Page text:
by Paul Cortes
Head JV Boys Coach, Jewish Community High School of the Bay
Youth Basketball Coach, San Francisco Recreation and Parks Department
AAU Coach, Bay City Basketball
I have a lot of different small-sided games and competitive drills that I like to use with my teams. Most of them are ones that I’ve stolen from other coaches, but here’s one that I created myself to work on reversing the ball into a 1v1 situation.
We tell players to reverse the ball all the time, and it’s important for players to see how this can lead to a scoring opportunity. Reversing the ball shifts the defense from one side to the other side, and if done quickly, can create the advantage of a long close-out that allows the wing to attack space on the catch
Begin by placing a line at the wing and giving the first player in line the ball. X3 is in a weak-side help position, playing off his man (3). 1 and 2 are stationary passers. 1 passes the ball to 2, who then swings it to 3. 3 and x3 play 1-on-1. Play until a score or stop.
After a score or stop, players rotate to the next spot. The winner moves to the wing and becomes the next offensive player. The loser goes to the end of the line. 2 becomes the next defender, 1 moves to the top of the key, and the next player in line is given the ball.
x3 also has the option of trying to steal the pass from 2 to 3. If x3 shoots the gap and plays the passing lane, counter with a back-cut. If the pass is stolen or thrown out of bounds, x3 moves to offense, both 2 and 3 move to the end of the line, and everyone else moves up to the next spot.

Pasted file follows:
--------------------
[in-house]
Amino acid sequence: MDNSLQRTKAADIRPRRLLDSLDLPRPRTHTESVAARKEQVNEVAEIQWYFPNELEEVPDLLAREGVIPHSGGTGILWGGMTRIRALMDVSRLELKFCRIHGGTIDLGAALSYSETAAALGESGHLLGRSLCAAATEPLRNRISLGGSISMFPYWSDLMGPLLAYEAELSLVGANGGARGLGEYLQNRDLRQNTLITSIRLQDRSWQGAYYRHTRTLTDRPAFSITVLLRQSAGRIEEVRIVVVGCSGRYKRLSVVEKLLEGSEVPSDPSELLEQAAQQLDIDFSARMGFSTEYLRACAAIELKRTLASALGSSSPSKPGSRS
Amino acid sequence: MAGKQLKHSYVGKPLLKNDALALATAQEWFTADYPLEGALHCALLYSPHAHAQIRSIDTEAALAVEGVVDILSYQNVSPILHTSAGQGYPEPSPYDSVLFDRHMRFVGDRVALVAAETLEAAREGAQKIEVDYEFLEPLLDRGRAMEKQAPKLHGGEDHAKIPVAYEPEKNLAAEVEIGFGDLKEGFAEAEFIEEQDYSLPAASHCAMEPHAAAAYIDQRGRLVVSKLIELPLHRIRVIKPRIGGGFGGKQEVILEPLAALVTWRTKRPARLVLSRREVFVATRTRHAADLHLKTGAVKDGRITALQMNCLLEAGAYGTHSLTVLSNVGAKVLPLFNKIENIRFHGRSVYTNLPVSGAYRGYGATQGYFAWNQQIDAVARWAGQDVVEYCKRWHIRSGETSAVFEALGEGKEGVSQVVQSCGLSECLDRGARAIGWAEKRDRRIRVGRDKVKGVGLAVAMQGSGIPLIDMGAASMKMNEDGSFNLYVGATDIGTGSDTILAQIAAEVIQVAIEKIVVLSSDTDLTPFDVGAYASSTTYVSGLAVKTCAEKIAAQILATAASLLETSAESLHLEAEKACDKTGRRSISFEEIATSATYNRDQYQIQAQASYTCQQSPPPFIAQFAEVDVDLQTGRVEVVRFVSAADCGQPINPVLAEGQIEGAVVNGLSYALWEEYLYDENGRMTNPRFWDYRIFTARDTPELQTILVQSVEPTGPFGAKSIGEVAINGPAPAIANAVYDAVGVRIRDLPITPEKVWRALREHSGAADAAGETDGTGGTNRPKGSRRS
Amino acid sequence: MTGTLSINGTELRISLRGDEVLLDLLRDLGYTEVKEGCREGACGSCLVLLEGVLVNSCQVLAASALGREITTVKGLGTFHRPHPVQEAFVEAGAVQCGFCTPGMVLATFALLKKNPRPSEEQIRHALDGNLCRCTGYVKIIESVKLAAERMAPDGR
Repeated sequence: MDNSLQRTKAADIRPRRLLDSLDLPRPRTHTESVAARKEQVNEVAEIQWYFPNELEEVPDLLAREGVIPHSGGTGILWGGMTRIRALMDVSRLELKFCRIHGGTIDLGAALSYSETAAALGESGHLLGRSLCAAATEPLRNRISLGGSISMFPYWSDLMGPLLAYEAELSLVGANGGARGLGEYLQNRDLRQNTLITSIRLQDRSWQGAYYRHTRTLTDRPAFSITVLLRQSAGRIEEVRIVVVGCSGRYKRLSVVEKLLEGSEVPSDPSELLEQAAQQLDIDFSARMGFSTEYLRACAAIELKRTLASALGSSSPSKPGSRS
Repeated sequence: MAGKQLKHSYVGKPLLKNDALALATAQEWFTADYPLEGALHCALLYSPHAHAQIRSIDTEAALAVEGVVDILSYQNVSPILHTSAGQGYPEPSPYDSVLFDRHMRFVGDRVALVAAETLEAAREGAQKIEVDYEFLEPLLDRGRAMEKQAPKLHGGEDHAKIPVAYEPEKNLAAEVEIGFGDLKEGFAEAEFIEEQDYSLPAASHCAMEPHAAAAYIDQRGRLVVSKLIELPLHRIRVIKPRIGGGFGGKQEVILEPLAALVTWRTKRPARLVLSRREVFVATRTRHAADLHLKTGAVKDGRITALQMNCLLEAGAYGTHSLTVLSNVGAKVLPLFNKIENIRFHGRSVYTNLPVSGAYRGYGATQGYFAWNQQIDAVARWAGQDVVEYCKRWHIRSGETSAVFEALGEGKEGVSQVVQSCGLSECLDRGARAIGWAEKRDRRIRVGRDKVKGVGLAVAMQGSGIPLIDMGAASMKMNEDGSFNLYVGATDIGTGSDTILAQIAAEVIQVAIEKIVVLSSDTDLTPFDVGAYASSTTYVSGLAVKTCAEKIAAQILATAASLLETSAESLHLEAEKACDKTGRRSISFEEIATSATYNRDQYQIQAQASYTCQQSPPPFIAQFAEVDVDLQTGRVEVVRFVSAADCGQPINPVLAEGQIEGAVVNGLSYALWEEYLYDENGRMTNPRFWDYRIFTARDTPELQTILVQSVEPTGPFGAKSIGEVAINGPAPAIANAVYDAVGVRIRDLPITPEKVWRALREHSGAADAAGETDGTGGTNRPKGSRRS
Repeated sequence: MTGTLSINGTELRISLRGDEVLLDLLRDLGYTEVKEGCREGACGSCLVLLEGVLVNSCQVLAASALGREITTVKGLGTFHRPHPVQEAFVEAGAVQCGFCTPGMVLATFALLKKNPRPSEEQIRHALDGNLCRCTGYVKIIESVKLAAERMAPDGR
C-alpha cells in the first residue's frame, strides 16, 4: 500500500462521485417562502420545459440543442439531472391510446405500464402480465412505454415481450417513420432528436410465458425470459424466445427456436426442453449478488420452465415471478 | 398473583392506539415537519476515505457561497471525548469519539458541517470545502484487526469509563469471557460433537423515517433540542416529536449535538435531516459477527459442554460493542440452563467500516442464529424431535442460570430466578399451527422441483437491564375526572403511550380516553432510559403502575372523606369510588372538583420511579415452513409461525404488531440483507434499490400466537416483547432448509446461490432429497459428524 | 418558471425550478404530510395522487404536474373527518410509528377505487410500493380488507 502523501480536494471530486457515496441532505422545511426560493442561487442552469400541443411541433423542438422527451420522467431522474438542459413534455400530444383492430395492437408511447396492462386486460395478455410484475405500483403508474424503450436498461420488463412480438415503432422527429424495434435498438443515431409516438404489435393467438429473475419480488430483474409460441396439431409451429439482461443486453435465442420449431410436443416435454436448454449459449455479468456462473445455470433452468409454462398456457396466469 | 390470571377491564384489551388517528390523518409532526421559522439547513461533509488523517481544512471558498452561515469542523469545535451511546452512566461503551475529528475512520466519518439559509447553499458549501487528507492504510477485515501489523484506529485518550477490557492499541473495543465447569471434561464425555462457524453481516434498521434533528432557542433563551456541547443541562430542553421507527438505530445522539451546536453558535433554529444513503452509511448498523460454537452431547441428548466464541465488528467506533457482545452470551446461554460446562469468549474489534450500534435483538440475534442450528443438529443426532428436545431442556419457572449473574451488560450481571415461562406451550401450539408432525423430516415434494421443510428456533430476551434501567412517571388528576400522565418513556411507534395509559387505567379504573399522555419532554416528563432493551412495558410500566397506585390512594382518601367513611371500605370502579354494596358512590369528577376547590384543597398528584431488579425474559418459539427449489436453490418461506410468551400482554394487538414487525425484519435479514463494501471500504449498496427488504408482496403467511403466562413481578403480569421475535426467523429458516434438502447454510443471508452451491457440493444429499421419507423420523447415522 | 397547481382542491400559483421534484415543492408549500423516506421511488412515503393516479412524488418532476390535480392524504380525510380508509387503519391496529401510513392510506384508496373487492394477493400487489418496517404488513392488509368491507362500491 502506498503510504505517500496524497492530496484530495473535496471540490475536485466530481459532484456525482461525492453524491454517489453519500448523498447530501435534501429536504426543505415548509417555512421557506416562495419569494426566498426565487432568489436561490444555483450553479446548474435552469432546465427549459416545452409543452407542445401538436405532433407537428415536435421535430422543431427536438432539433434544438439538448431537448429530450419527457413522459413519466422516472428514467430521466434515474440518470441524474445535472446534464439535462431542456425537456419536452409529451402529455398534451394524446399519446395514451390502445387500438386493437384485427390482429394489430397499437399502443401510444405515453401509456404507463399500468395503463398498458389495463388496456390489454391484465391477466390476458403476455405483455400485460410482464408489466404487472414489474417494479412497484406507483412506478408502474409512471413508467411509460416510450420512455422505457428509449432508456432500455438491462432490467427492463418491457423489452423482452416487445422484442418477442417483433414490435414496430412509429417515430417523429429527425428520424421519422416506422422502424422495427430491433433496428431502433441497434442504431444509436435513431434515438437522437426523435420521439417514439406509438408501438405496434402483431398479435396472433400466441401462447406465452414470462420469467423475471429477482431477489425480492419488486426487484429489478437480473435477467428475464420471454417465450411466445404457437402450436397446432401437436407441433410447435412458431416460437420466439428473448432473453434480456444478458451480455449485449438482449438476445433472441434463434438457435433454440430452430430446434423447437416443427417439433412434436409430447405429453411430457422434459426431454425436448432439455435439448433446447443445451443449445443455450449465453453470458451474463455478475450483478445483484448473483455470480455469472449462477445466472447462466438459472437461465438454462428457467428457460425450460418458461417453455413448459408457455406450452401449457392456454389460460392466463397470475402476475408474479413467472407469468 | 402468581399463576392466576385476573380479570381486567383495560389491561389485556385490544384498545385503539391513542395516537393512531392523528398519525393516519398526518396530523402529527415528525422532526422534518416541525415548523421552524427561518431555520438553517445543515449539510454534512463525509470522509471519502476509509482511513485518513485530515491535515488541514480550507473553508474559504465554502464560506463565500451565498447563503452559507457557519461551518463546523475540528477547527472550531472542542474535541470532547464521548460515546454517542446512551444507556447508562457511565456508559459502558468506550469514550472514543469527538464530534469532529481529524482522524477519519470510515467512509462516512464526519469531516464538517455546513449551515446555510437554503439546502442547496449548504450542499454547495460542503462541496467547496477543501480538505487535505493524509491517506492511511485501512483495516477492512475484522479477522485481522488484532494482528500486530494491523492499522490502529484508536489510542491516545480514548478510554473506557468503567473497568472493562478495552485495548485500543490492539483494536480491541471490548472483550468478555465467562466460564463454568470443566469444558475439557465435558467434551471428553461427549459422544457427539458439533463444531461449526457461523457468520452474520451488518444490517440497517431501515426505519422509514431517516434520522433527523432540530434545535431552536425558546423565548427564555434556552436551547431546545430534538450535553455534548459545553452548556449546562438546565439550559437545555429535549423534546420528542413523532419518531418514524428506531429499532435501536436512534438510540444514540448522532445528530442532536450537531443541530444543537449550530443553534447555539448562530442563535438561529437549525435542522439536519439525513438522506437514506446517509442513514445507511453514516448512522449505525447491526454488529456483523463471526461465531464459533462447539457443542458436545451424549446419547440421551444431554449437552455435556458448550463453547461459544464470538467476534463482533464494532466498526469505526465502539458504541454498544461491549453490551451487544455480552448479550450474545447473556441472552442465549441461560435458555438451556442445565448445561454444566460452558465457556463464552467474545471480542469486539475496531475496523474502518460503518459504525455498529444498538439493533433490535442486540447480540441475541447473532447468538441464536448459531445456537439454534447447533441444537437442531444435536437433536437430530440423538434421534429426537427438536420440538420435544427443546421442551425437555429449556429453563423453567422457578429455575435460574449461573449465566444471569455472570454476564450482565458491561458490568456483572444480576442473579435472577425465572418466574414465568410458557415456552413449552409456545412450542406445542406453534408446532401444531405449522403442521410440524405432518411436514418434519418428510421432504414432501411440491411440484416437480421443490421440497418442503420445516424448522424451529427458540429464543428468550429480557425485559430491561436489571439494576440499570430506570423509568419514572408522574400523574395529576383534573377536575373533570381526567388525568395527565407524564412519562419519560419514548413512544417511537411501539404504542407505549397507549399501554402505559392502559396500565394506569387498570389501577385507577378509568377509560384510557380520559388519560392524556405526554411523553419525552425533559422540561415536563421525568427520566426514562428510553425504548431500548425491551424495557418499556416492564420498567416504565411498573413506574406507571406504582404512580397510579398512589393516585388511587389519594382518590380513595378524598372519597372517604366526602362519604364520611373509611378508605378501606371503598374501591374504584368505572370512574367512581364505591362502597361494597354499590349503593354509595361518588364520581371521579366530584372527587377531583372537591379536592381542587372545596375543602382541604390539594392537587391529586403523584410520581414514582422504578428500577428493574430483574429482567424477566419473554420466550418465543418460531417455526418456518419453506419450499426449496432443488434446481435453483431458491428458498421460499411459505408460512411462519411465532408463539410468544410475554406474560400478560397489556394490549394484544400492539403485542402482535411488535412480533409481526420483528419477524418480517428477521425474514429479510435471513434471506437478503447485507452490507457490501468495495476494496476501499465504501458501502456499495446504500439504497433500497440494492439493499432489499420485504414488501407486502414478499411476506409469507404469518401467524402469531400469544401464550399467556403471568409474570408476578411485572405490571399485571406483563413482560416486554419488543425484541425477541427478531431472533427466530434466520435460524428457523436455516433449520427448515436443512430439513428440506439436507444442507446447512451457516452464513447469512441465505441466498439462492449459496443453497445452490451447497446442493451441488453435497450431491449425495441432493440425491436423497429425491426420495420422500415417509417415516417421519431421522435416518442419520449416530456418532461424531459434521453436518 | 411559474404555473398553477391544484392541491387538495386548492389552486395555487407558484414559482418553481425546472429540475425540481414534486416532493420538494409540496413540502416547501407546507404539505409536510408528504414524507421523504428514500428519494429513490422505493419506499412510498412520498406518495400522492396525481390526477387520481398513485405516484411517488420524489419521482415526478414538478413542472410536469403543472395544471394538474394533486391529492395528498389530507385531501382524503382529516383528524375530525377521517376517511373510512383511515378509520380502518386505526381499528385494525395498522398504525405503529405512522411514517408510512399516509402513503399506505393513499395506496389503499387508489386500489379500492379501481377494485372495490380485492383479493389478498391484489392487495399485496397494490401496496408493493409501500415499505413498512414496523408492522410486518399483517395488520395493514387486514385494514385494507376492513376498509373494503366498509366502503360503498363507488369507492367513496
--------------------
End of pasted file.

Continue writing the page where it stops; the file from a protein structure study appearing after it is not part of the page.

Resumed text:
The first thing that this drill trains is passing. Our goal here is to get the ball to 3 as quickly as possible, whether it’s a quick swing if he’s open at the wing, or a quick pass inside on the backdoor cut. If the defender is far enough away, the quick direct pass is available. If the defender is shooting the gap hard to take away the direct pass, 3 times a backdoor cut to try to get the layup. Both the passer and pass receiver must read the defender and each other in order to successfully complete a pass to a place where the pass receiver has an advantage.
We’re also working on the ability to catch the ball with the intent to score. On the direct pass, the scorer develops the ability to read whether he can get his shot off successfully or whether he can drive right by the closing defender. Whatever the decision, it should be made immediately while the defender is closing out. There’s nothing that kills offensive flow like catching the ball, letting your defender close out from afar, and then trying to set him up for triple-threat moves. The action of shooting or driving is most open on the catch.
Of course, great shooters are more inclined to shoot and slashers are more inclined to drive—what is right for one player might not be right for another. The same is true on the backdoor cut. The proximity and angle of the defender determines the type of finish. This type of drill is effective because it doesn’t mindlessly prescribe a one-size-fits-all solution. The scorer determines the best way to score according to the pass, the defender, the space, and his own constraints (body type, skillset, preferences, etc.)
It’s up the passer to deliver the ball so that the pass receiver is in a position to score. It’s up to the pass receiver to take advantage of the pass and turn it into a high-percentage shot. Of course, the defender is trying to his best to disrupt and get a defensive stop. When we put all of this together, we see that there are a lot of decision-making components involved that young players struggle with and need to learn. When passers and pass receivers aren’t on the same page, turnovers and contested shots occur. When passers and pass receivers learn to get on the same page, turnovers and contested shots turn into assists and made baskets.